1. What is your role and what does it involve?
I am a Principal Teaching Fellow in the Department of Economics at UCL. I am also the Department BSc Director and Careers Tutor. As BSc Director I have oversight of our undergraduate curriculum, both what we teach and how we teach and assess student learning. With my Careers Tutor hat on I provide support to students on how to identify what career path might suit them and how to get there. As a teaching fellow I deliver large group and small group teaching, bringing insights on curriculum design, particularly skill development, from my Careers Tutor and BSc Director roles.
2. How long have you been at UCL and what was your previous role(s)?
I joined UCL in September 2012. Prior to that I worked as an economic consultant from 1996 to 2008 and from 2008 to 2010 I worked for the GB energy regulator, Ofgem. Between 2010 and 2012 I ran my own consultancy business, CJ Economics, and did some part-time teaching at Kingston University.
3. Tell us about a project you’re working on that you find particularly interesting.
I am leading an Economics Network project on Employability in UK Economics Degrees. I have just sent out a survey to all UK Economics BSc Directors (my equivalent across UK universities) to find out what economics programmes are doing to help students develop their employability skills like writing, presenting, applying economics to real world problems, data analysis and group work. The aim is to produce a stock take of what economics programmes are doing to identify best practice and identify skill areas that are getting less attention than employers may like. It is interesting finding out what others are doing. I am sure CTaLE is leading in many areas but there will always be lessons to be learned from others. Once the survey is complete we will hold focus group discussions with lecturers, employers and students to see what more could be done and what the main challenges are.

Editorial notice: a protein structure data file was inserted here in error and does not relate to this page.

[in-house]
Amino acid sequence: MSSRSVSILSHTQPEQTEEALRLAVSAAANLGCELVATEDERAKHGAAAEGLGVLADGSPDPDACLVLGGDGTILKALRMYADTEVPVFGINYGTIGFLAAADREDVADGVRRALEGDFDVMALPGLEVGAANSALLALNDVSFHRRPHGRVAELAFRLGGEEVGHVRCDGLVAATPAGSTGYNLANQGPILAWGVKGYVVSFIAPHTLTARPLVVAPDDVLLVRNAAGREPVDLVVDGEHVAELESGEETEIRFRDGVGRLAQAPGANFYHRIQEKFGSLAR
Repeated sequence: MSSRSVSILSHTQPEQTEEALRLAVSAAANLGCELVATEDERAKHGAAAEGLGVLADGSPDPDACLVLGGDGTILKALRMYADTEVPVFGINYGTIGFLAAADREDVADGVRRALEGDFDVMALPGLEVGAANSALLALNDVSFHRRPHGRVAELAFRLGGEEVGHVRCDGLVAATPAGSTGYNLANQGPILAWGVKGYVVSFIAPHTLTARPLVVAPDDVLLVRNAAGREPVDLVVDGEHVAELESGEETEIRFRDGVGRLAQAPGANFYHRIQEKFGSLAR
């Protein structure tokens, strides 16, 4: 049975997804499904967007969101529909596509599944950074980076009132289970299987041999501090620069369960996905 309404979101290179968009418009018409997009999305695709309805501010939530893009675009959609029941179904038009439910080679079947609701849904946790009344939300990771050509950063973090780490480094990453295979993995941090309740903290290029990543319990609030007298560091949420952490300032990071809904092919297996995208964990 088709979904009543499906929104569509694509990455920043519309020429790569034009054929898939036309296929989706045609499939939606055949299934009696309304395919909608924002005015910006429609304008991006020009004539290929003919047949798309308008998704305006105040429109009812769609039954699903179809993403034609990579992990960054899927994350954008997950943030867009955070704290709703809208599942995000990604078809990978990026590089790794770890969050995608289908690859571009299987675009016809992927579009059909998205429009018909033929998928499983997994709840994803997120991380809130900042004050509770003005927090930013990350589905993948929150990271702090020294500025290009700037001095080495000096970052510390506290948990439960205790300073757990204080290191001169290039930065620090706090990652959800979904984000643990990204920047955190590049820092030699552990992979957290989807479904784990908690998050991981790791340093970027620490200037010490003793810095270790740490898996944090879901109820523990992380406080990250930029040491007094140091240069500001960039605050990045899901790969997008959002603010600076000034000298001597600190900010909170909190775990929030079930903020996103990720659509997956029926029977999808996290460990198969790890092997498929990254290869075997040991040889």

4. If you could teach any economics course, what would it be?
As an Irish person living in the UK in 2019 I would love to teach a course on the Economics of the European Union. I did a fantastic course on this in my undergraduate degree in Trinity College Dublin and feel that our students would really benefit from understanding the economic reasons behind the European Union. It would be part economic history and part current affairs. Of course I’d probably end up on a political list somewhere for teaching such a controversial course!
5. What is your favourite economic joke?
I try to keep my jokes and work separate! But there is one about ‘assuming a can opener’ that goes something like below. It appeals to me as I tend to be watchful of assumptions of economics models when working in regulation and competition policy:
A physicist, a chemist, and an economist are stranded on an island with nothing to eat. A can of soup washes ashore. The physicist says, “Let’s smash the can open with a rock.” The chemist says, “Let’s build a fire and heat the can.” The economist says, “Let’s assume that we have a can opener.”
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